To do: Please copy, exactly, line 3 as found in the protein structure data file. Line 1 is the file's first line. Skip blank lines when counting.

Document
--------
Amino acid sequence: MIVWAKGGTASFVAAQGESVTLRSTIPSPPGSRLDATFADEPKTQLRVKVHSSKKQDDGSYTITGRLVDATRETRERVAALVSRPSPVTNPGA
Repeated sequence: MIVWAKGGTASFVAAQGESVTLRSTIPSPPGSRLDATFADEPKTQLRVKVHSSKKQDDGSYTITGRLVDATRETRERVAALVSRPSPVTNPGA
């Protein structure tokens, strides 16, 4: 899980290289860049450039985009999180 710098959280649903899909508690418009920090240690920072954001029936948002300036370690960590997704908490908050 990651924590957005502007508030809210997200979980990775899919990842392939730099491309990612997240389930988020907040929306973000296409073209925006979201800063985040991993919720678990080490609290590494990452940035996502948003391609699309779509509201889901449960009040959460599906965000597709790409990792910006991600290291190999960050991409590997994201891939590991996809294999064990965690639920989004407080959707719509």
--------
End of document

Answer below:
């Protein structure tokens, strides 16, 4: 899980290289860049450039985009999180 710098959280649903899909508690418009920090240690920072954001029936948002300036370690960590997704908490908050 990651924590957005502007508030809210997200979980990775899919990842392939730099491309990612997240389930988020907040929306973000296409073209925006979201800063985040991993919720678990080490609290590494990452940035996502948003391609699309779509509201889901449960009040959460599906965000597709790409990792910006991600290291190999960050991409590997994201891939590991996809294999064990965690639920989004407080959707719509």